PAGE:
“Emotionally, many Christians simply do not know how to stop, celebrate, and enjoy the goodness of God in their careers. We lack the words, the habits, and the categories to celebrate good work well done. Bonuses, promotions, retirements, and new jobs are not sufficiently celebrated in worshipful festivals and frivolity.” Ask yourself, when was the last time your church, your small group, or fellow Christians celebrated the completion of a project at work, a successful annual review, or a pay raise. Each of these is an example of God’s hand of favor and provision. They should all be brought into the context of worship and celebrated as part of gathered worship. Why don’t we do this more regularly?
“Ethically, neither worship nor feasting plays a meaningful role in the formation of Christian workers today. We don’t think about how gathered worship and celebration should train us to relate to our land, profits, coworkers, or the poor. Beyond digital transfers, we do not know how to joyfully respond to our bonuses and promotions in festive ways that bless our community and create delight. This contemporary disconnection between our profits and our worship, our feasting, and our community has ethical consequences for our economic and spiritual lives.
Theologically, we lack the celebratory practices that we need in order to meaningfully connect our profits to God’s provision and presence. Predictably, in the absence of the feast, we vocationally forget. We imagine that our bonuses and promotions result from our diligence, hard work, brilliance, or good fortune. We make our harvest. We decide where it goes. And we do all this alone. Or, of course, we begin to attribute our newfound fortune to some other invisible hand.”
Deep down, we know this is not correct, but we lack the formation and imagination to connect our work and the fruits of our labor with our Creator. Kaemingk and Willson trace how integral and organic these connections were in the Old Testament. How can we recover an integration of our work and worship in the modern context?
In chapter six, Kaemingk and Willson examine the connections between work and worship in the Psalms. They argue that we cannot understand our work in the world before we know God’s work.
“In the psalms, the works of God’s hands provide an interpretive lens for the work of our hands – not the reverse. The Psalter here is functioning under a simple, but powerful assumption” a worker can’t understand the place or purpose of their work in the world until they learn to sing, pray, and meditate on God’s work in the world. Singing about God’s work force, conviction, and regularity is the critical hermeneutical lens through which a worker can more clearly understand and begin their labors in the world.”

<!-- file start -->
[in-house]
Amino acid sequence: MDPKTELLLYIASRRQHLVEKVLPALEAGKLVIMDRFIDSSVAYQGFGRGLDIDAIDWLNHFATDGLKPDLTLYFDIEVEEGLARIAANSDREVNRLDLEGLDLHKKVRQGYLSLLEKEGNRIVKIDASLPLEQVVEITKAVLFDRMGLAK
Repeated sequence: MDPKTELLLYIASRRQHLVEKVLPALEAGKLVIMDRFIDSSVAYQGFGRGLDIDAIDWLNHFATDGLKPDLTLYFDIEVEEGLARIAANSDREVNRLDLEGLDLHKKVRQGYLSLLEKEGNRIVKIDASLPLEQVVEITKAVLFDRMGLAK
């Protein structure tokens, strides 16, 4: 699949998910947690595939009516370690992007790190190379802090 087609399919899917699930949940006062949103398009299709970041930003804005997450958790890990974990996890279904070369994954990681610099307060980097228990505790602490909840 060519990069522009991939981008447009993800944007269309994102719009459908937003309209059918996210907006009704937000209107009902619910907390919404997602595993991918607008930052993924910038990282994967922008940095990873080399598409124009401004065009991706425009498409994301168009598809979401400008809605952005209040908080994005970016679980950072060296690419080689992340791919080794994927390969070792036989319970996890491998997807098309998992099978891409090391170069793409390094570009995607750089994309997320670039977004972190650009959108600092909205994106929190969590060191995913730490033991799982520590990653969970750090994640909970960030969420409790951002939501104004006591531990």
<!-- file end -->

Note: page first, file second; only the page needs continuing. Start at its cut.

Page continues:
And how can we sing about God’s work in the world if we do not bring the fruit of our work into gathered worship? If we do not present, discuss, or display our work in worship, we miss a significant percentage of God’s work in the world.
Psalm 23 is a fascinating study of the work of a shepherd. This chapter presents our Almighty God working as a shepherd. Why does the Psalmist have no trouble describing God’s work in the world through the lens of a shepherd? The labor of a shepherd is humble, dangerous, smelly, dirty, and challenging.
“The primary purpose of Psalm 23 is obviously to illustrate something about the work of God – not the work of shepherds. However, imagine a group of shepherds singing this psalm together night after night. Those from higher socioeconomic classes might look down on their humble vocation, but in this psalm, the shepherds are invited to sing about a deity whose work is somehow comparable to theirs. Shepherds image God when they protect those under their care, skillfully locate fresh water for their flocks, ward off danger, and provide a sense of rest and security. Singing Psalm 23, a group of shepherds can gather to praise a deity who is not at all embarrassed to be compared to them.”
If you get nothing else from this review or this book, know that each person on this earth bears the image of God. God is not at all embarrassed for your work to display some aspect of his character. David wrote Psalm 23 to help shepherds understand this idea. Kaemingk and Willson wrote Work and Worship so people from all vocations can realize this and share this idea with others.
Please read this book for yourself, and then share it with someone you know who needs to understand their work matters, and God desires they bring it into the context of worship to celebrate and offer it as a sacrifice of praise.